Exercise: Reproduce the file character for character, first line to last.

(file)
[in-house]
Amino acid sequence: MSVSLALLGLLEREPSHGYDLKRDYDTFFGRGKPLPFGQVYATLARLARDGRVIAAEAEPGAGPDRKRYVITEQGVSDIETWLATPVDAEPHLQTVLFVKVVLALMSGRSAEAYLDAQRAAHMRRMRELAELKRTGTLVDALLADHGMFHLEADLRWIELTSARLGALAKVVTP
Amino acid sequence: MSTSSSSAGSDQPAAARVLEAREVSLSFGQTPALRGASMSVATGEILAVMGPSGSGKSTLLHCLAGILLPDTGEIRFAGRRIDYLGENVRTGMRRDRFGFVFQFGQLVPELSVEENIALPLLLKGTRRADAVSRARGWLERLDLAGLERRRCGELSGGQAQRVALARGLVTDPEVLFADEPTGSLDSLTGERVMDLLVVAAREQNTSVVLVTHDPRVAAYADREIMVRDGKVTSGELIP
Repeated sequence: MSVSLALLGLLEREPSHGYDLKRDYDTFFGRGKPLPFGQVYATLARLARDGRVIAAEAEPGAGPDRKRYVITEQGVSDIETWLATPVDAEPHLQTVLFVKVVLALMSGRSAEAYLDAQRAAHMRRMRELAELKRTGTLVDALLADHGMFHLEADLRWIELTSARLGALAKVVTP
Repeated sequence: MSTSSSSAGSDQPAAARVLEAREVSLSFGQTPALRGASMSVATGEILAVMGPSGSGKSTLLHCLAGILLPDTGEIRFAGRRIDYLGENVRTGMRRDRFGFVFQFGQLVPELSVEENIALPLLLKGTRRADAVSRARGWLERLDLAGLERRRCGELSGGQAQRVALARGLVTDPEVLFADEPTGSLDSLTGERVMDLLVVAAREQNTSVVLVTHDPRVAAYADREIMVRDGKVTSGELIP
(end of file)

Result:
[in-house]
Amino acid sequence: MSVSLALLGLLEREPSHGYDLKRDYDTFFGRGKPLPFGQVYATLARLARDGRVIAAEAEPGAGPDRKRYVITEQGVSDIETWLATPVDAEPHLQTVLFVKVVLALMSGRSAEAYLDAQRAAHMRRMRELAELKRTGTLVDALLADHGMFHLEADLRWIELTSARLGALAKVVTP
Amino acid sequence: MSTSSSSAGSDQPAAARVLEAREVSLSFGQTPALRGASMSVATGEILAVMGPSGSGKSTLLHCLAGILLPDTGEIRFAGRRIDYLGENVRTGMRRDRFGFVFQFGQLVPELSVEENIALPLLLKGTRRADAVSRARGWLERLDLAGLERRRCGELSGGQAQRVALARGLVTDPEVLFADEPTGSLDSLTGERVMDLLVVAAREQNTSVVLVTHDPRVAAYADREIMVRDGKVTSGELIP
Repeated sequence: MSVSLALLGLLEREPSHGYDLKRDYDTFFGRGKPLPFGQVYATLARLARDGRVIAAEAEPGAGPDRKRYVITEQGVSDIETWLATPVDAEPHLQTVLFVKVVLALMSGRSAEAYLDAQRAAHMRRMRELAELKRTGTLVDALLADHGMFHLEADLRWIELTSARLGALAKVVTP
Repeated sequence: MSTSSSSAGSDQPAAARVLEAREVSLSFGQTPALRGASMSVATGEILAVMGPSGSGKSTLLHCLAGILLPDTGEIRFAGRRIDYLGENVRTGMRRDRFGFVFQFGQLVPELSVEENIALPLLLKGTRRADAVSRARGWLERLDLAGLERRRCGELSGGQAQRVALARGLVTDPEVLFADEPTGSLDSLTGERVMDLLVVAAREQNTSVVLVTHDPRVAAYADREIMVRDGKVTSGELIP